Ubisoft suffering ‘great exodus’ of staff following misconduct scandal
A combination of low pay and frustration at the company’s creative direction and workplace controversies has led to a staffing crisis at Ubisoft.
As the pandemic has gone on the whole world, but particularly the US, has experienced a phenomenon known as the Great Resignation, where large numbers of people have resigned from their jobs due to low pay and a lack of worker protections.
An amplified version of the same phenomenon is allegedly occurring at Ubisoft at the moment, which staff have dubbed ‘the great exodus’ and ‘the cut artery’.
Low wages and plenty of opportunities elsewhere have been cited as two reasons for the exits, but also frustration at the company’s creative direction and the way it’s handled workplace complaints of sexual harassment.
According to a report by Axios, at least five of the 25 most senior developers from Far Cry 6 have already left Ubisoft and 12 of the top 50 from Assassin’s Creed Valhalla.
Most of Ubisoft’s biggest studios are in Canada but the departures are at all levels of the company, including midlevel and lower-level workers who have found it easy to get work elsewhere – with one source claiming that Ubisoft is ‘an easy target for recruiters’.
Many gamers have voiced disquiet at Ubisoft’s plans to concentrate more on free-to-play live service titles and it seems staff within the company aren’t necessary pleased with the change in direction either.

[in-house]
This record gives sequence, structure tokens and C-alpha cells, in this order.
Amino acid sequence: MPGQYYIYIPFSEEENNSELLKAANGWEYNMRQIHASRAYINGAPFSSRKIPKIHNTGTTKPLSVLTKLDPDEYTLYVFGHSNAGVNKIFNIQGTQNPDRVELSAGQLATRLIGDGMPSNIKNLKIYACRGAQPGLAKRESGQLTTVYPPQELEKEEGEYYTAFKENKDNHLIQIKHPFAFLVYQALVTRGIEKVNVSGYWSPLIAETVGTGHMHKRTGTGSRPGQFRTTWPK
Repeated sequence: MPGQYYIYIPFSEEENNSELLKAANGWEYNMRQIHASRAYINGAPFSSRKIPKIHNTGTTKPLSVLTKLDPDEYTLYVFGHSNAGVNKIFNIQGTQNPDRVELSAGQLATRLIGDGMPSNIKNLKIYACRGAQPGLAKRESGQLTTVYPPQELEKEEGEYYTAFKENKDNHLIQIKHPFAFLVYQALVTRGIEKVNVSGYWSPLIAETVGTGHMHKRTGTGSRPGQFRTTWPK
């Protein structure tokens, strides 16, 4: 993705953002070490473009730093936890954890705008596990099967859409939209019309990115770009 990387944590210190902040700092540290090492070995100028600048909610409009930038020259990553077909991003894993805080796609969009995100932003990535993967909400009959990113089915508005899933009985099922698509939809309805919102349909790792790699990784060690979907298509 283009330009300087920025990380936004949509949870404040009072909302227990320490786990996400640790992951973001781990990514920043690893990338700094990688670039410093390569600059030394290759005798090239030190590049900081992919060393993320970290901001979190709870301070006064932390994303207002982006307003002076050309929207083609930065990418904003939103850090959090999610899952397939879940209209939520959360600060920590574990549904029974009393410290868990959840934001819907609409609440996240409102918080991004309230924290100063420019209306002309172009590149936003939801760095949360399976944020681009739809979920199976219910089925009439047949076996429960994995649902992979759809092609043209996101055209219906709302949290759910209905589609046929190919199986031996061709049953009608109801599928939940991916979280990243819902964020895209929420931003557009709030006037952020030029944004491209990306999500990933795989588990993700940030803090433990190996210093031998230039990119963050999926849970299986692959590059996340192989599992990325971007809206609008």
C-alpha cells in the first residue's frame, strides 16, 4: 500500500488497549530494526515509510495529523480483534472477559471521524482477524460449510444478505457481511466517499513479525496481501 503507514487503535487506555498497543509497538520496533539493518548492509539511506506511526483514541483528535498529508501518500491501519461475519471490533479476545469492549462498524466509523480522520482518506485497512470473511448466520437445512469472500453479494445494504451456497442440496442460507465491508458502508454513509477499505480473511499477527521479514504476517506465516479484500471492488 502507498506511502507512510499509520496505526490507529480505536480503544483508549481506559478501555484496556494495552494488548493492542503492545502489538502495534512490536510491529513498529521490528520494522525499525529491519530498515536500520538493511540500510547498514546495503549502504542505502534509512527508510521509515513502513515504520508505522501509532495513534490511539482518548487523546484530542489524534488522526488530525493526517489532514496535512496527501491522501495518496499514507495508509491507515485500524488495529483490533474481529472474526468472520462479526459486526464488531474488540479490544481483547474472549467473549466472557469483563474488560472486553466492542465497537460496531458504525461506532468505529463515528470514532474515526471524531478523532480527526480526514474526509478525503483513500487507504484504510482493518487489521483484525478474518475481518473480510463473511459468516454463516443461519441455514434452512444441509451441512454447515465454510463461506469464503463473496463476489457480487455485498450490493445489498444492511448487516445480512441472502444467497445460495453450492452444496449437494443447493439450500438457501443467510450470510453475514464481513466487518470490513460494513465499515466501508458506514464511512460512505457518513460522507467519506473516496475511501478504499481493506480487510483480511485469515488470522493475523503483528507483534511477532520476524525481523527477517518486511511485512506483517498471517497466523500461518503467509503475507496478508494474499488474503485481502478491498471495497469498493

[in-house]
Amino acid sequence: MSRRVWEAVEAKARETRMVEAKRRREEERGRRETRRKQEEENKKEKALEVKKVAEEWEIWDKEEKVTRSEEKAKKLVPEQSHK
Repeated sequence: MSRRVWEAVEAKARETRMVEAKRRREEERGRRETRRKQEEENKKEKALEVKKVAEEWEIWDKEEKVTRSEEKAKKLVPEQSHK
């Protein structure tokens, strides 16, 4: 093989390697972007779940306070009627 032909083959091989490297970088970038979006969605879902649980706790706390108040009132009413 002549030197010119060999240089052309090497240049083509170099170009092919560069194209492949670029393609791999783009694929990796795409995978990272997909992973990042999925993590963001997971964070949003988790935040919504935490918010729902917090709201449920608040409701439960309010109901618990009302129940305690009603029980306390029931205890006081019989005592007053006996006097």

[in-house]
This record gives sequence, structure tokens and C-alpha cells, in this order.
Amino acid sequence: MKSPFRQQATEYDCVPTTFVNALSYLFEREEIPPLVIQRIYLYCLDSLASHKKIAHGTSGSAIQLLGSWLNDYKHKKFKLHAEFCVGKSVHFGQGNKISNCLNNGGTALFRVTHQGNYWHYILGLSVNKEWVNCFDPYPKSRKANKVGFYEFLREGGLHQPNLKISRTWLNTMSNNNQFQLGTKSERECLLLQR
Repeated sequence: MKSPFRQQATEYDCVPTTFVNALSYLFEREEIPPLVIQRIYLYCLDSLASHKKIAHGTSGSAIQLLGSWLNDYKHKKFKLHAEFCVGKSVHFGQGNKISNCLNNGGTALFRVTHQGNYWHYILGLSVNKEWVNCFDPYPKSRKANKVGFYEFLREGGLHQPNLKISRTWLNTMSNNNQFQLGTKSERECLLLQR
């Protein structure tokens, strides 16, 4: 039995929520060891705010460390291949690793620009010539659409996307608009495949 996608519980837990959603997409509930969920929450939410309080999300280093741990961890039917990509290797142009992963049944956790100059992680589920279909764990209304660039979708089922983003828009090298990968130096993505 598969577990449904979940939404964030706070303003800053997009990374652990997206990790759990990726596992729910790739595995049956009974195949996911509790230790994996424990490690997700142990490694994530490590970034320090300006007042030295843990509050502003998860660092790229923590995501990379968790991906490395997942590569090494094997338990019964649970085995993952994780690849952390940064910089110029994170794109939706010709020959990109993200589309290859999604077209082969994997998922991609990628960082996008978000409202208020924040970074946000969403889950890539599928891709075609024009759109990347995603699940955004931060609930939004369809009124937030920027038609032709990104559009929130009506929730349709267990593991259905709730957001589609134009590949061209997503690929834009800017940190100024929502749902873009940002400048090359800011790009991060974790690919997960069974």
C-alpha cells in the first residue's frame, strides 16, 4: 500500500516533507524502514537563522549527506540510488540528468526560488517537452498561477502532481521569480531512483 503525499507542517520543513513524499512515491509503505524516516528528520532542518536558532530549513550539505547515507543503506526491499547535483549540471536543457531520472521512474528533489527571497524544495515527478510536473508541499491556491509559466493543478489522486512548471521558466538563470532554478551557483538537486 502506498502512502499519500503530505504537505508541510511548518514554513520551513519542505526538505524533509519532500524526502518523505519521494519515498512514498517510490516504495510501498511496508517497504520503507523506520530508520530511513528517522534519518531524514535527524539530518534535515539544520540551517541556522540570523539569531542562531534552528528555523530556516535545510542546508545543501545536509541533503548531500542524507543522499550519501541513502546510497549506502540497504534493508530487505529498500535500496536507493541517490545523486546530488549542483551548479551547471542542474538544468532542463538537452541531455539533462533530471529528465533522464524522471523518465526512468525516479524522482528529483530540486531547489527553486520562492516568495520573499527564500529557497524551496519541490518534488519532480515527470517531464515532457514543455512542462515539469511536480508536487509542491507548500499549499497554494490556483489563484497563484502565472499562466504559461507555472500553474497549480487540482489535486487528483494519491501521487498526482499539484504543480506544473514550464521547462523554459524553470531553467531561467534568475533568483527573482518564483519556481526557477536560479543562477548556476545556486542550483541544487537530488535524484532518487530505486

At the same time, existing reports suggest that many staff were also upset at the recent debacle surrounding Ubisoft Quartz NFTs.
‘There’s something about management and creative scraping by with the bare minimum that really turned me away’, said one anonymous developer.
The problems have reportedly led to projects becoming stalled or delayed, although Ubisoft has told Axios that it believes its staff attrition rate is ‘within industry norms’.
LinkedIn puts that rate at 12%, which is higher than similarly sized rivals such as EA (9%) and Epic Games (7%) but lower than Activision Blizzard at 16%.
Activision Blizzard’s high rate of departures is due to the ongoing controversy over its workplace conditions, that has led to walkouts, several lawsuits, and rebukes from all three console manufacturers, but Ubisoft has endured its own, similar scandal.
The Ubisoft complaints of sexual harassment and toxic workplace conditions have largely been overshadowed by those at Activision Blizzard, but staff have complained that many senior staff accused of misconduct are still employed at the company.
‘I think abuse and toxicity are contributing factors but not deciding ones for most’, said one of Axios’ sources, before adding: ‘Women and people of colour experience them as deciding factors’.
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